(3) In allowing testimony that children had played upon defendant's oil well pump when this was an irrelevant issue considering the fact that the act causing plaintiff's injury occurred in plaintiff's home;
(4) In allowing into evidence certain photographs which were posed by plaintiff to dramatize and exploit her injuries which were calculated to inflame and prejudice the jury.
(5) The amount of damages awarded were the result of passion, prejudice and sympathy on the part of the jury; and
(6) That the verdict of the jury was contrary to the manifest weight of the evidence.
[1-4] The defendant argues that it is clear that no question of fact existed concerning the issues of negligence and proximate cause warranting the submission of these issues to the jury, and therefore, the court was in error in not directing a verdict for defendant, or in the alternative, entering a judgment n.o.v. The same standard is applicable in deciding whether to grant motions for directed verdicts or judgments n.o.v., and the trial judge ought to direct verdicts and enter judgments n.o.v. ". . . only in those cases in which all of the evidence when viewed in its aspect most favorable to the opponent so overwhelmingly favors movant that no contrary verdict based on that evidence could ever stand." Pedrick v. Peoria & E.R. Co., 37 Ill.2d 494, 229 N.E.2d 504, at pages 513-514. Therefore, in determining whether the trial judge was correct in submitting the issue of defendant's negligence to the jury we must, in reviewing the evidence, decide whether all of the evidence on the issue of negligence so overwhelmingly favored defendant that a verdict entered for plaintiff could never stand. We point out that both parties seem to be in complete accord that the laws of Kentucky and Illinois are not materially different in regard to the issues dispositive on this appeal.
The evidence adduced at trial established the fact that the defendant owned, exclusively controlled, and maintained an oil well and pump on premises owned by plaintiff's father, where she resided. There were eight children living on the Baggett farm, and in a one-mile area surrounding the pump, there were approximately fifty more children. The pump was not fenced. The faucet from which the crude oil could be obtained was not locked and could be easily turned, and no warning signs had been posted by defendant. Expert testimony for plaintiff established the fact that crude oil can, under certain circumstances, be as dangerous as nitroglycerin. It was uncontradicted that defendant's pumper had been present when children had played on and about the pump and he had neither warned them nor attempted to prevent them from continuing their activity. There was also testimony to the effect that a request had been made of one of defendant's employees to fence the pump (for the purpose of protecting the children) about six months prior to the time of the accident, and that nothing had been done to remedy the condition.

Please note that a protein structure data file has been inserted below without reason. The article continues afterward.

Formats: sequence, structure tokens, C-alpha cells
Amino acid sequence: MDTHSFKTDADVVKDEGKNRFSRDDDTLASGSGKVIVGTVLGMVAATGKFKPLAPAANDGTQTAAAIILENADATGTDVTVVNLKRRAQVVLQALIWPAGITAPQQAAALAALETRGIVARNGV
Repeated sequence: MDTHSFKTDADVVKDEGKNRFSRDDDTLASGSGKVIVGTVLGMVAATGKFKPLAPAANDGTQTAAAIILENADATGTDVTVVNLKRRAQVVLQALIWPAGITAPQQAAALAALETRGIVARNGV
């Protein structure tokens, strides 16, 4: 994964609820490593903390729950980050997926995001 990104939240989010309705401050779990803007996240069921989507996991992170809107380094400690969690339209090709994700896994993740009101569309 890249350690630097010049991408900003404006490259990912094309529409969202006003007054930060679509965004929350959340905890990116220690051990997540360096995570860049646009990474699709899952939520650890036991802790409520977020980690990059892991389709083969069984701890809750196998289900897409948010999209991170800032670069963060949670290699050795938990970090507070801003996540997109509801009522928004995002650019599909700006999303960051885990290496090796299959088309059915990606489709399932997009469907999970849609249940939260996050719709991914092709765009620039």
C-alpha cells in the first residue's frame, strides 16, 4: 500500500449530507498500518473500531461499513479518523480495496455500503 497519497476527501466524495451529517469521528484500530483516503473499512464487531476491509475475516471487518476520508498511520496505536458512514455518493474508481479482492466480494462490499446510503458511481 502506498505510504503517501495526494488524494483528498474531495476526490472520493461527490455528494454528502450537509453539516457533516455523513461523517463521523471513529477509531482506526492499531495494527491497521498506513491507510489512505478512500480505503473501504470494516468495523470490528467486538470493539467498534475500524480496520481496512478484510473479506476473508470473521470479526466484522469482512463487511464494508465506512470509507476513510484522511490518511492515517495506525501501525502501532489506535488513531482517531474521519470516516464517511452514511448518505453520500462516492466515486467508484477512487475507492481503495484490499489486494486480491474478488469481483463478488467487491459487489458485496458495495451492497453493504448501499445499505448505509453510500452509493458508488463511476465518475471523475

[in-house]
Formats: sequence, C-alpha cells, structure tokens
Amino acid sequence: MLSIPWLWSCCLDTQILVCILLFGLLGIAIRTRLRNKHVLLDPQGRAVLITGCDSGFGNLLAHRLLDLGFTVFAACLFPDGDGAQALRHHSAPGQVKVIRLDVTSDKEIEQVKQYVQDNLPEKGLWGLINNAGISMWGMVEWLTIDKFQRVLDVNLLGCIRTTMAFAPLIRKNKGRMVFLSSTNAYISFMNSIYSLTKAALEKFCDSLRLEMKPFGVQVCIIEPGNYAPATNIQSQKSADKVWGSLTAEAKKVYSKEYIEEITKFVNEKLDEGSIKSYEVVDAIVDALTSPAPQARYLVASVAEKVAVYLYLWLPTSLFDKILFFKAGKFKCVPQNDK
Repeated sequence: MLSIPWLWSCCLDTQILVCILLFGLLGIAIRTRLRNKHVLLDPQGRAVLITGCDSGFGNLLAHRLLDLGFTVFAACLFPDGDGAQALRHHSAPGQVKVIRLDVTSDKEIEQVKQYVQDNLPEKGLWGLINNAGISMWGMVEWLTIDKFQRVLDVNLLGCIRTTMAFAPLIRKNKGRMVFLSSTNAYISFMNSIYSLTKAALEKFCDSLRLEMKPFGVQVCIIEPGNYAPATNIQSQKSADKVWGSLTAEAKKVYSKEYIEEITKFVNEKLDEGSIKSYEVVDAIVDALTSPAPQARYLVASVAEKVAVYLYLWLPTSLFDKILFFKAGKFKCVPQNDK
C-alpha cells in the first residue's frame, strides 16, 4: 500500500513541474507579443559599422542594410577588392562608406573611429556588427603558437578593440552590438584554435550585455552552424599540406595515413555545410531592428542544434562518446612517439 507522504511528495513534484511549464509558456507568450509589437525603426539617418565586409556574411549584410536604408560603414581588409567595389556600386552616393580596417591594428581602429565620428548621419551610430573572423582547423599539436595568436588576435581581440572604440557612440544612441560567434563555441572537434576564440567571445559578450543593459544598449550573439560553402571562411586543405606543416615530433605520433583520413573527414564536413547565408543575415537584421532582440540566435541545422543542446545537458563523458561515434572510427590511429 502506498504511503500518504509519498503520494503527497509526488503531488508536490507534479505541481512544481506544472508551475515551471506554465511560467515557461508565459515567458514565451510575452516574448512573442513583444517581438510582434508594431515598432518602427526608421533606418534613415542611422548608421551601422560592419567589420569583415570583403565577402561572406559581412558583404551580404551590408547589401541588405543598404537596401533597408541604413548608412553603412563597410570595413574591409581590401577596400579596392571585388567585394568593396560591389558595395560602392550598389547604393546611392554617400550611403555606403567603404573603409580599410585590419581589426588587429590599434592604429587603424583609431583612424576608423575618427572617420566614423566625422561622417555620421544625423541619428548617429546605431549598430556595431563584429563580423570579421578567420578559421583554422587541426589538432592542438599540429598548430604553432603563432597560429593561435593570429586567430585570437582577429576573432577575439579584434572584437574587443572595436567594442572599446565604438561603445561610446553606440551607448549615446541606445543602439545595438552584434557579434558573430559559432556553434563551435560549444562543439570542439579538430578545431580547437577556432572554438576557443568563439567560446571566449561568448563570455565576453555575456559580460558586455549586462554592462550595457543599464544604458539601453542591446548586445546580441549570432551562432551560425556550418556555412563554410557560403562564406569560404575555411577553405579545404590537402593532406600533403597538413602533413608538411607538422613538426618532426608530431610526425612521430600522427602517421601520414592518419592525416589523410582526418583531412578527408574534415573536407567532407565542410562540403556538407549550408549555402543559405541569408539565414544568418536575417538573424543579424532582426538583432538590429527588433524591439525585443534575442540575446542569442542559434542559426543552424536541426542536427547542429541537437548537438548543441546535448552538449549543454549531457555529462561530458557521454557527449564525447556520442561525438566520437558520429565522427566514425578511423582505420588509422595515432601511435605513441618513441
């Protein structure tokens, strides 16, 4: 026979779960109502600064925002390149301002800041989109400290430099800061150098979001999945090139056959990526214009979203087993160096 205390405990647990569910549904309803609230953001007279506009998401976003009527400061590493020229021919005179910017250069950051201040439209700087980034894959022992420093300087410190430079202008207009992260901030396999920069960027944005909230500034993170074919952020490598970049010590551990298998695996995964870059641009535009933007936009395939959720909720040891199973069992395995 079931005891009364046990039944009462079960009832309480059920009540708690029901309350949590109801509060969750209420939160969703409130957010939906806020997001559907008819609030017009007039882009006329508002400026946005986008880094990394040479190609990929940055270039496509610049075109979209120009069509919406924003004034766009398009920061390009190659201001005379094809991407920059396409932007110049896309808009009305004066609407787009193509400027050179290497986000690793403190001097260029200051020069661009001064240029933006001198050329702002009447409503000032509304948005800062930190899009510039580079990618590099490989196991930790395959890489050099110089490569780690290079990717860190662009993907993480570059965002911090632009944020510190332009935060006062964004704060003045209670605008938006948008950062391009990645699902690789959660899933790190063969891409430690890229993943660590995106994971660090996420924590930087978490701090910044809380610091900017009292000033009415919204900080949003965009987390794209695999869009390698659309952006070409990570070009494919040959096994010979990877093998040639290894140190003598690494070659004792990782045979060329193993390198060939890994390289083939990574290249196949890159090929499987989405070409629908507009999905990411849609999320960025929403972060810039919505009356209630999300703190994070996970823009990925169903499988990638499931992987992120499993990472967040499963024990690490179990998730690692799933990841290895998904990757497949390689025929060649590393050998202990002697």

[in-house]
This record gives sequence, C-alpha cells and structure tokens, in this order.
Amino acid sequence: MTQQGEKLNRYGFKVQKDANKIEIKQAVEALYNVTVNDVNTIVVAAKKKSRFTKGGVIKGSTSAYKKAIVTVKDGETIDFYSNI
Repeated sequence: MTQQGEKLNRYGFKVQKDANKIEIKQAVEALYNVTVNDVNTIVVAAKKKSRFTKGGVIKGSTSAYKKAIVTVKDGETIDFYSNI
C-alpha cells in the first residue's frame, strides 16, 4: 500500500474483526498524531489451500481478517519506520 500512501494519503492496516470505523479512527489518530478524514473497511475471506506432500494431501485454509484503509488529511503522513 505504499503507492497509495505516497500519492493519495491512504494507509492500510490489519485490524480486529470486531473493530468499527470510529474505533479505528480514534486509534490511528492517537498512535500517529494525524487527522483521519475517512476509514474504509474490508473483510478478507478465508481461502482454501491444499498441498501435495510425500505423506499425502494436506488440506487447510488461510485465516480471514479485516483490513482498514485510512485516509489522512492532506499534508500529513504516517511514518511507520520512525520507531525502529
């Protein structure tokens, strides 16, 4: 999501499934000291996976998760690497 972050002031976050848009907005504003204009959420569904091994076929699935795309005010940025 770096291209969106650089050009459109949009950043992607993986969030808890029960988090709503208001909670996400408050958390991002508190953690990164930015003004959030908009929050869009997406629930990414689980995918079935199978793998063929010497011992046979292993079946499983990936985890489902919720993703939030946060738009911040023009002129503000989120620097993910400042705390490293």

[5-8] What will constitute reasonable care in a particular case where negligence is alleged depends upon all of the facts and circumstances of the case, including any disadvantages or disabilities of the persons involved and the danger of injury to be avoided. ILP, Negligence, § 24. "The creator of certain conditions dangerous and hazardous to children because of their immature appreciation of such dangers and hazards must be held to a certain standard of conduct for the protection of such children in accordance with the attendant circumstances and conditions." Kahn v. James Burton Co., 5 Ill.2d 614, at Page 622, 126 N.E.2d 836. Of course, a party can only be held to such a standard of reasonable care as is consonant with the foreseeable risk of injury. Kuhn v. Goedde, 26 Ill. App.2d 123, 167 N.E.2d 805. We have concluded that the jury, in the instant case, could reasonably have found from the evidence that the defendant was negligent in failing to prevent the indiscriminate use of a dangerous substance (see Port Terminal R. Co. v. Brimer (Texas), 19 S.W.2d 111, 112 (1929)) under its control in an area inhabited by many children, and that serious injury was a foreseeable result of said negligence. In any event, we cannot say that all of the evidence introduced at trial so overwhelmingly favored defendant that a verdict for plaintiff, based upon that evidence, could never stand.
The defendant next contends that no act, or omission of it, was a proximate cause of plaintiff's injury, arguing in its brief that: "The single fact most closely associated with plaintiff's injury is her act of pouring oil on the fire in the cook stove in her home. What then is the significance of where or how the plaintiff may have obtained the oil?"
We cannot agree with defendant's contention that there is no significance to the way in which the plaintiff obtained the oil in the instant case. The Illinois Supreme Court stated in Seith v. Commonwealth Elec. Co., 241 Ill. 252, at page 259, 89 N.E. 425: